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United Nations satisfied with Bonn Climate Change Conference

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#Climate Change
The last round of climate change negotiations, held last week in Bonn (Germany), was created to engage negotiations before the next awaited UN Climate Change Conference in Cancun at the end of the year. The event, which gathered about 3,100 participants, including 178 government delegates, representatives from business and industry, environmental organizations and research institutions, was regarded as “progressive” by the United-Nations. Christiana Figueres, UN Framework Convention on Climate Change (UNFCCC) Executive Secretary, concluded: “Governments made progress towards deciding the shape of the result at next conference in Mexico, but need to narrow down the number of negotiating options”.




“Governments have a responsibility this year to take the next essential step in the battle against climate change,” announced Christiana Figueres during her introduction speech. “How governments achieve the next essential step is up to them. But it’s politically possible. In Cancun, the job of governments is to turn the politically possible into the politically irreversible […] More stringent actions to reduce emissions cannot be much longer postponed and industrial nations must lead,” she added, setting the tone of one of the ultimate chances of finding a global agreement after the failure of Copenhagen negotiations.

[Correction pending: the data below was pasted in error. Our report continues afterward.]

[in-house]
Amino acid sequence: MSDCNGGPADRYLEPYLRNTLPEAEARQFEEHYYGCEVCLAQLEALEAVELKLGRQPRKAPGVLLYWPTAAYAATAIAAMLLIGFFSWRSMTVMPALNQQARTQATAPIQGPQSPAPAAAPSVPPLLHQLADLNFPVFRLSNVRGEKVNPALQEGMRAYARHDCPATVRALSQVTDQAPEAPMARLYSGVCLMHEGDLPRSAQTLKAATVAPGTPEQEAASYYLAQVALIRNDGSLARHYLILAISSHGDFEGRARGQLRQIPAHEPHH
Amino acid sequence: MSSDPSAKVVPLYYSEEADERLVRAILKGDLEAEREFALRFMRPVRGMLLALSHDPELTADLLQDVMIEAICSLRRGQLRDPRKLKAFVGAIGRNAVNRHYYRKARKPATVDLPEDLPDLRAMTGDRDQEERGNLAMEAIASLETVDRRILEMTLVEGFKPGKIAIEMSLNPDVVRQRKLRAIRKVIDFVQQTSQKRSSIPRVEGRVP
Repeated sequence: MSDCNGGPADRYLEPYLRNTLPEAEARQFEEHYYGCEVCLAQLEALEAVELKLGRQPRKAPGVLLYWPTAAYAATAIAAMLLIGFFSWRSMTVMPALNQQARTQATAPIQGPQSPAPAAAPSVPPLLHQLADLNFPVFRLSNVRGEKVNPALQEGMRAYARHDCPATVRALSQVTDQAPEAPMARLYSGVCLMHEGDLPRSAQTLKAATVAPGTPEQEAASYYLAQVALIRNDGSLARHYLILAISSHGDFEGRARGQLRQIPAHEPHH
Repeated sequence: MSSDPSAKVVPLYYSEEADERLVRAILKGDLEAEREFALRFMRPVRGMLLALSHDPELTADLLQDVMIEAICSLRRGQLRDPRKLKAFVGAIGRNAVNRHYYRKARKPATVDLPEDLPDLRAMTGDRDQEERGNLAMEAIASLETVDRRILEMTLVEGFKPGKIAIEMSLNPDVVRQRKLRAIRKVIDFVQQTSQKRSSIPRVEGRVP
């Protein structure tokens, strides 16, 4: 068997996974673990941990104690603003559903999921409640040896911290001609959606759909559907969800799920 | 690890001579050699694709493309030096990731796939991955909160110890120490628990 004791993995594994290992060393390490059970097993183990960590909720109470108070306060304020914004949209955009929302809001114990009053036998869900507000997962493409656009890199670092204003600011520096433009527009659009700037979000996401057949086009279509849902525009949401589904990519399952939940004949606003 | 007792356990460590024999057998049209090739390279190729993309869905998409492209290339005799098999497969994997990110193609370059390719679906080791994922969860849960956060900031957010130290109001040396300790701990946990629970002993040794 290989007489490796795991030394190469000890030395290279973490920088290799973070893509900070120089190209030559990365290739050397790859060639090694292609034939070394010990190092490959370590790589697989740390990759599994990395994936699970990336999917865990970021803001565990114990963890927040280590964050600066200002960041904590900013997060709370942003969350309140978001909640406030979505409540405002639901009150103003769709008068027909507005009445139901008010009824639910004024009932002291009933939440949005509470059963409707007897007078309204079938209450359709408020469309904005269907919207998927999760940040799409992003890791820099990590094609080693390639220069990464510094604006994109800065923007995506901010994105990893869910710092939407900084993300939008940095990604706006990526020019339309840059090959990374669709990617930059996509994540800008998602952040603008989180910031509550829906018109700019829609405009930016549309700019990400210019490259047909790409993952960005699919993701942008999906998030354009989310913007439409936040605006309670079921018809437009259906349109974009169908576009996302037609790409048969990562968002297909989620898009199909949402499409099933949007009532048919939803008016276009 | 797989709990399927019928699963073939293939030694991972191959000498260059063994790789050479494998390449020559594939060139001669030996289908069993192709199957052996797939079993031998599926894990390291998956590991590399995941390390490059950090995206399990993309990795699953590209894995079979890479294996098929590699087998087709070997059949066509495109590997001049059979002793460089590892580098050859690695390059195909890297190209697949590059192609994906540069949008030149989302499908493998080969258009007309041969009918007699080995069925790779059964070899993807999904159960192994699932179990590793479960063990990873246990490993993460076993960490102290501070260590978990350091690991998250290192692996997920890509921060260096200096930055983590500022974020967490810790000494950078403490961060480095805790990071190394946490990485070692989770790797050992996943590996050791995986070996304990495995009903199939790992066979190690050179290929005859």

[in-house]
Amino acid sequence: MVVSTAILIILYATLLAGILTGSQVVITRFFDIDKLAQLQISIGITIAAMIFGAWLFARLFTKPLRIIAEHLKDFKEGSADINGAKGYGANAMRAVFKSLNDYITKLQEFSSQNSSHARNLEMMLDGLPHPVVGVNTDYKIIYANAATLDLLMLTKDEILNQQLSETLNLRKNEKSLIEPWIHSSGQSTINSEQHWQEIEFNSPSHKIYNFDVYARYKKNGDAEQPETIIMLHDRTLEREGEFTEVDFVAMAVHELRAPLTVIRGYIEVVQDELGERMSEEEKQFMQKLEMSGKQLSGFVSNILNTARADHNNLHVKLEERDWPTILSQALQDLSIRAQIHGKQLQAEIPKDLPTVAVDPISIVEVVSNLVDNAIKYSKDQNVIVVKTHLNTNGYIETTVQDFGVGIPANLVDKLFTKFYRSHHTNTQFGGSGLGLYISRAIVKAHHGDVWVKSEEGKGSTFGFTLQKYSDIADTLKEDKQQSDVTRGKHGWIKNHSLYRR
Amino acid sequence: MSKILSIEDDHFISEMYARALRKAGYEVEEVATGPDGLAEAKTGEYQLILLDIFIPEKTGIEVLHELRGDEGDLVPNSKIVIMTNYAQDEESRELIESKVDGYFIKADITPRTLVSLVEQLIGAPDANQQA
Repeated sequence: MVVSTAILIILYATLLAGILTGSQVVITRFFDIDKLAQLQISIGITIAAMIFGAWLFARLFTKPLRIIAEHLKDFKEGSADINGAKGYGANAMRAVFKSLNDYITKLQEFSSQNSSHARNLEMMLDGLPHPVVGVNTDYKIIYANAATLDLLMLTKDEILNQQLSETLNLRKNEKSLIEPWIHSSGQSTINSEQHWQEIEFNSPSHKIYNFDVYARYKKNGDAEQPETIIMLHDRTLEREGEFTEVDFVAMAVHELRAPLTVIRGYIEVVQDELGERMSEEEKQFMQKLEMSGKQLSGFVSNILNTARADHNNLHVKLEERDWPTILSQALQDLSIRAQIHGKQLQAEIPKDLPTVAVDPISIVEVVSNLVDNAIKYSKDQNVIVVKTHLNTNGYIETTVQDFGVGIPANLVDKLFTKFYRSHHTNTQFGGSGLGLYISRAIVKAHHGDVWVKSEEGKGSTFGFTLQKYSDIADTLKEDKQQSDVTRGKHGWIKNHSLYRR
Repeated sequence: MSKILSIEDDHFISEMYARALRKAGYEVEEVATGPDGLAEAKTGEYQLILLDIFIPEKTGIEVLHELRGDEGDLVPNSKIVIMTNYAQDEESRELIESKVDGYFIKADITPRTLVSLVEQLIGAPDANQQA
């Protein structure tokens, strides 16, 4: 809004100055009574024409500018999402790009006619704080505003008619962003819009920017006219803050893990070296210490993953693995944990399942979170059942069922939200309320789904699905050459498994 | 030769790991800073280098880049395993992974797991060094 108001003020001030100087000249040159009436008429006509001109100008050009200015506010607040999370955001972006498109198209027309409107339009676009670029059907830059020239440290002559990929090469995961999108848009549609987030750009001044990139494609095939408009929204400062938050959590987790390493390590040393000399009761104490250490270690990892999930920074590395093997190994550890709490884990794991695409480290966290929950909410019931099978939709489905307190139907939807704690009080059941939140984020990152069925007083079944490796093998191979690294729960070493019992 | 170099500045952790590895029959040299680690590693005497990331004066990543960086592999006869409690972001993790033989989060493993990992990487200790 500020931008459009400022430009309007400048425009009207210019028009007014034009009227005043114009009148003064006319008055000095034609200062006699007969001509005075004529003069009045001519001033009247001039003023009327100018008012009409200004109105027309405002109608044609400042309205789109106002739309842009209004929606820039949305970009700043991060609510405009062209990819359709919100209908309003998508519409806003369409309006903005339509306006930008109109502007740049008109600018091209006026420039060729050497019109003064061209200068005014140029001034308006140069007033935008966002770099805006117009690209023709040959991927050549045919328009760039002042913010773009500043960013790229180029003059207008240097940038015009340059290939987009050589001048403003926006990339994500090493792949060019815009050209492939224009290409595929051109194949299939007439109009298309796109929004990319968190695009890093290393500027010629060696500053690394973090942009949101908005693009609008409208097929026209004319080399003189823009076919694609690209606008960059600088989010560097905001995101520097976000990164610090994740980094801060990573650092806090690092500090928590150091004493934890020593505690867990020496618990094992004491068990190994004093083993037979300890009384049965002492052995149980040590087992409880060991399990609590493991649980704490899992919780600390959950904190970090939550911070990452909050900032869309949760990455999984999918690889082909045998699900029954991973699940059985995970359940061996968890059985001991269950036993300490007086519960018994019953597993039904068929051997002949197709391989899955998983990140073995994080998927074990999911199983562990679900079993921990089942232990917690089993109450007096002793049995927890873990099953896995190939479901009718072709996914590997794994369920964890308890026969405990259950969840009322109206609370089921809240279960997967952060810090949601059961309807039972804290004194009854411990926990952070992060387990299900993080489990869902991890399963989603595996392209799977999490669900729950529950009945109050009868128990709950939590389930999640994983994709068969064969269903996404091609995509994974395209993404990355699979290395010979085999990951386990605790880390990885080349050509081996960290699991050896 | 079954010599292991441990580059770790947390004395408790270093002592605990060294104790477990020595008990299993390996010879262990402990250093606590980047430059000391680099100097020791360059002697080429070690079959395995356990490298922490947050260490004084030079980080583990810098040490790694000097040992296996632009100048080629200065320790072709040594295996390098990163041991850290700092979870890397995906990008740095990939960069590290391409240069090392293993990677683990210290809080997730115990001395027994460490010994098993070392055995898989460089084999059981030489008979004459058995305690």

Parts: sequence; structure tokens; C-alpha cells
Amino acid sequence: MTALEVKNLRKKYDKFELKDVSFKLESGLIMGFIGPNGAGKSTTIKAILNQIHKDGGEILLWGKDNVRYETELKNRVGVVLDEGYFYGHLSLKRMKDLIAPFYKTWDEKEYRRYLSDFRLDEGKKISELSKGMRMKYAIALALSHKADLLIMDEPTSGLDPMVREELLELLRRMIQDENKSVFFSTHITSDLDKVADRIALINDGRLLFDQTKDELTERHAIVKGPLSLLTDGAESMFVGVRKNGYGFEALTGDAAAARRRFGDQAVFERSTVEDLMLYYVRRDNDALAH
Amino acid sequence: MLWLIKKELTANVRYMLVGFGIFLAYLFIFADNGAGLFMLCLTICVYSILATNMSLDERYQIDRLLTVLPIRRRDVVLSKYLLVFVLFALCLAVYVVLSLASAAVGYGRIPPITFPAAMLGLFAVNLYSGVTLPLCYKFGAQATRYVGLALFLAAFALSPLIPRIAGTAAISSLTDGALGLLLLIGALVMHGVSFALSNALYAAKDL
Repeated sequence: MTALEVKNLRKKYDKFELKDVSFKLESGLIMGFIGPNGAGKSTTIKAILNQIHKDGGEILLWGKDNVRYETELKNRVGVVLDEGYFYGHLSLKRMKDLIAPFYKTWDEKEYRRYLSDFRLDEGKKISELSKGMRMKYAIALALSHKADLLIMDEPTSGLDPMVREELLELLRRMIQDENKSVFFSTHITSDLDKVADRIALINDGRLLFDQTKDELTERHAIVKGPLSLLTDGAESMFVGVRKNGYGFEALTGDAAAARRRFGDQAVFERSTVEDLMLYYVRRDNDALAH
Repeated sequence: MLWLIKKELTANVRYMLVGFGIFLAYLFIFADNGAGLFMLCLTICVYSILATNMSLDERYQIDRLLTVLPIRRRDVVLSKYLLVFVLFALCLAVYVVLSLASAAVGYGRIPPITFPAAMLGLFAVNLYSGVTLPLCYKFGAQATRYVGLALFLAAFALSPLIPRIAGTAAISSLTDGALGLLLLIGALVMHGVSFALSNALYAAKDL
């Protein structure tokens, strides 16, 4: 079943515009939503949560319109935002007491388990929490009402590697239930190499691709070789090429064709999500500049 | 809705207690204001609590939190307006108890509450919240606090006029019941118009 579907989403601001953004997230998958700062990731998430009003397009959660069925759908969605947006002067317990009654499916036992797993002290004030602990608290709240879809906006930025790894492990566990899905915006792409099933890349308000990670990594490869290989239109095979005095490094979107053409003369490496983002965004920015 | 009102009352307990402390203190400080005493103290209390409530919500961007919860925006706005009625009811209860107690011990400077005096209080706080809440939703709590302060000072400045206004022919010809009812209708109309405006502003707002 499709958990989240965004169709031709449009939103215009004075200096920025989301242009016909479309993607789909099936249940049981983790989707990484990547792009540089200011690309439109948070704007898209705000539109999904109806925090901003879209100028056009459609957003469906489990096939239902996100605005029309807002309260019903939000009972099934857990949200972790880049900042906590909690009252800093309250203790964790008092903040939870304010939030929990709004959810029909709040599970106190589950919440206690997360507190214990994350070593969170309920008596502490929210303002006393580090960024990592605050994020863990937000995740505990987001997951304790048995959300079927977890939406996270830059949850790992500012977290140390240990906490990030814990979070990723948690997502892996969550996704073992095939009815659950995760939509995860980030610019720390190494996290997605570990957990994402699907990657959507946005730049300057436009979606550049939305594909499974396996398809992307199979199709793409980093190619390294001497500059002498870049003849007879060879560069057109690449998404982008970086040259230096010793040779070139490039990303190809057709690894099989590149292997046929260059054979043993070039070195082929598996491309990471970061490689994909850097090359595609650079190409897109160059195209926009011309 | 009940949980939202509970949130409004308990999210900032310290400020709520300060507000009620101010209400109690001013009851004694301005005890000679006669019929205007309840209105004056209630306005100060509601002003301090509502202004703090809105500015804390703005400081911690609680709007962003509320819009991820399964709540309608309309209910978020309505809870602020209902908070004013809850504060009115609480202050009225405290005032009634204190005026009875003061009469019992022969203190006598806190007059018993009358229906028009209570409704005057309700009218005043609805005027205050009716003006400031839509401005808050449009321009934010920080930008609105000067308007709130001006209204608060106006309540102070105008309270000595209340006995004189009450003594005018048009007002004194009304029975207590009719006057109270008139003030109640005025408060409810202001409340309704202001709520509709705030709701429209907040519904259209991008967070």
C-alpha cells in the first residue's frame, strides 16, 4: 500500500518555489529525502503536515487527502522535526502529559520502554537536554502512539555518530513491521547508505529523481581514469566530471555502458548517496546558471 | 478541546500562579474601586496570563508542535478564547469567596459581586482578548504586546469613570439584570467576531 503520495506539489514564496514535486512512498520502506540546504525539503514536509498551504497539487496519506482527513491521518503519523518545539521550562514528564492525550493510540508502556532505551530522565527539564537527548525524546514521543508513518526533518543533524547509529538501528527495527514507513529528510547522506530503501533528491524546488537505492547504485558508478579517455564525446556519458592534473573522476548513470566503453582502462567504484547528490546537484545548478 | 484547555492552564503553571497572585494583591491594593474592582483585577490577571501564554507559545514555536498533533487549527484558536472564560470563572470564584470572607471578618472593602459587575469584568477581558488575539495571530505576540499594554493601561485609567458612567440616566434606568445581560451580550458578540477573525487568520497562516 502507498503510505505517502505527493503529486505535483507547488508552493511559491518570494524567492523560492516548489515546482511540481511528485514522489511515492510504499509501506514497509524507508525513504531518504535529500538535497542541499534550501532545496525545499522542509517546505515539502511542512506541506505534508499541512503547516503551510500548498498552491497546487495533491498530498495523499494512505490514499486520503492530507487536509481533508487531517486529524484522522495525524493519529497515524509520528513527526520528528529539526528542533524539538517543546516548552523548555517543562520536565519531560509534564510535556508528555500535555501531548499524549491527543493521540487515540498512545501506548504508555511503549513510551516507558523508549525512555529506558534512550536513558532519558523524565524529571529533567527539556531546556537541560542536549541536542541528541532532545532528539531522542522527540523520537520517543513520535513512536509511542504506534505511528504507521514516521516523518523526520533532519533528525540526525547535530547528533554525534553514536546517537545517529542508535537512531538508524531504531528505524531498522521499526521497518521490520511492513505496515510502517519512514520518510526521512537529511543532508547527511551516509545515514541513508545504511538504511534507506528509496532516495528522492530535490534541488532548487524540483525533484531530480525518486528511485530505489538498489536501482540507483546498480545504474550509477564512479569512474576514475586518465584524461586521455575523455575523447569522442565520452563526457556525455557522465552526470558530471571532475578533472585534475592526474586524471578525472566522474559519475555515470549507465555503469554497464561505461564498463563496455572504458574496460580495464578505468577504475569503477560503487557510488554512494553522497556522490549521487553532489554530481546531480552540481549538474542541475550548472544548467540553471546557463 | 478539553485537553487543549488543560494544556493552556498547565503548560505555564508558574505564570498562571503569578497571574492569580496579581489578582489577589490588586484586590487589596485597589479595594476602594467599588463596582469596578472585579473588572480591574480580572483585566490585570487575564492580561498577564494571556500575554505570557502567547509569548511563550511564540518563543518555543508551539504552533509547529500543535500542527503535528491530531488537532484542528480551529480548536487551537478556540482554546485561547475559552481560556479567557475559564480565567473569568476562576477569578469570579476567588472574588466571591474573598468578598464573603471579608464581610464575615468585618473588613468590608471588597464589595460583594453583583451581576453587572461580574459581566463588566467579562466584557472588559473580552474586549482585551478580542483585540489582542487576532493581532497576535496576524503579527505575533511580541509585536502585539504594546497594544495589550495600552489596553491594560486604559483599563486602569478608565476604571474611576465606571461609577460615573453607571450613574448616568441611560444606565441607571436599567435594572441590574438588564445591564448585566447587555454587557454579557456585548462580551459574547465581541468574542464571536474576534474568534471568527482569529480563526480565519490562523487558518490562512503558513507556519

Concrete climate actions that Mrs. Figueres recommended to take were various, comprehensive and adaptable to all industrial countries: “adapting to climate change, limiting emissions growth, providing adequate finance, boosting the use of clean technology, promoting sustainable forestry…and building up the skills and capacity to do all this”. Negotiators were divided into 2 groups:

1. The government delegates discussed long-term global solutions to the climate challenge, under the Ad Hoc Working Group on Long-Term Cooperative Action (AWG-LCA).

2. The 37 industrialized countries that have ratified the Kyoto Protocol discussed on emissions reduction commitments for the period beyond 2012, under the Ad Hoc Working Group on Further Commitments under the Kyoto Protocol (AWG-KP).

The negotiations outcome was progressive but there is still plenty of work to do, and Mrs. Figueres called on governments to agree further compromises until next conference in Mexico (November 29th -December 10th): “Governments have made progress but now they must radically narrow down the choices on the table”. In fact, no real advance has been made in topics such as emissions reduction, forests protection or aids to developing countries. Christiana Figueres particularly insisted on the importance to respect industrial countries’ engagement to give $30 billion to developing countries until 2012 to help them fight against climate change. This gesture is essential to find an agreement between developed and developing countries, especially as tensions still exist between rich countries and the developing world.

Governments were given a proposal text including draft decisions for Cancun and which was written by John Ashe, that they must consider until the next conference, in Tianjin, China (October 4th – 9th). “This week has given governments a final opportunity to be clear on their individual stances. Tianjin has to be the place where they make clear what their collective stance is going to be”. Tianjin will be the next and last reunion before the Cancun conference, and the last chance for countries to agree on compromises.

{{LNK|Go to the United Nations Framework Convention on Climate Change|http://unfccc.int/2860.php}}


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